Swan Falls, Part 2


The Snake River Canyon walls at Swan Falls are about 700 feet high. The river, greatly enhanced by the catastrophic Bonneville Flood, has eroded down through layer after layer of basalt, rhyolite and concreted ash. The 700 vertical feet of erosion hasn’t even made it a third of the way through the layers of volcanic rock. Swan Falls was a basalt shelf; Swan Falls Dam sits on uneroded basalt.

Snake River Canyon, Upstream at Swan Falls Reservoir

Snake River Canyon, Upstream at Swan Falls Reservoir

This is the view upstream, from near the canyon rim. The mountains in the distance are the Owyhees, a mix of volcanoes and basin and range. The scree slopes belong the cliffs are a mix of the usual scree and deposits from the Bonneville Flood.

The road down to the dam, descending into the canyon, is a trip back in time, down through the river cut into older and older rock.

Uppermost 150 Feet of North Side of Snake Canyon

Uppermost 150 Feet of North Side of Snake Canyon

There’s a lot going on there; let’s work our way through it. The top stuff is pillow basalt. It forms when molten rock meets water. Lava, flowing across the Snake River Plain, encountered water, a lof of water, enough to create 100 feet or so of pillow basalt. That would almost certainly be a lake created by a lava flow across the early Snake River, impounding water.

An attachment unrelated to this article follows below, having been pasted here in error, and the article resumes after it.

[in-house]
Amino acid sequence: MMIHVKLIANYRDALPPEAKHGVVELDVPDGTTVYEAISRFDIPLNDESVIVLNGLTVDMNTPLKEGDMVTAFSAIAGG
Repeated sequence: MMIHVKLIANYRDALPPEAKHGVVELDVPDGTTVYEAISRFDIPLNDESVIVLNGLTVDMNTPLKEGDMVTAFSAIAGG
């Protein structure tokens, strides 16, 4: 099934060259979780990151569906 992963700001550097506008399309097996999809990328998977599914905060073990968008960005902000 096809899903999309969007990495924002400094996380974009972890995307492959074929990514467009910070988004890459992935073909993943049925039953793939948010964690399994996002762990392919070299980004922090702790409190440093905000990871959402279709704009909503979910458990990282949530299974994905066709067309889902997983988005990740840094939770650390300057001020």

The layered, banded stuff at the bottom of the photo – still 600 feet from the river – is a variety of ash and cinders. Let’s take a closer look.

Detail of Ash and Cinder Layers

Detail of Ash and Cinder Layers

This is six feet of that ash layer. What you see is layer after layer of ash and cinders. The cinders imply the volcanic vent was fairly close; wind doesn’t blow cinders as far as ash. Reddish layers imply a time gap between eruptions, long enough for rain and air to leach some of the iron out of the ash. The bedding is pretty uniform, pretty remarkable with 100 feet or more of basalt is piled on top of it. What’s missing also tells you something: there are no black layers. That implies the eruptions occurred often enough that there was no opportunity for anything to grow on the ash; if there had been we’d see a thin layer of black carbon, burnt vegetation.

Basalt-Rhyolite Contact Zone

Basalt-Rhyolite Contact Zone

Where the basalt flows meet the ashy, rhyolite layers there are some interesting effects. The basalt is fractured and more permeable to the rain and melted snow; the rhyolite less so. So the water percolates down to the rhyolite and stops there. It oxidizes the iron in the basalt and ash, making them reddish. The bottom of the basalt is chemically altered as well, as the photo shows.

It’s all about volcanology, but it’s pretty cool.

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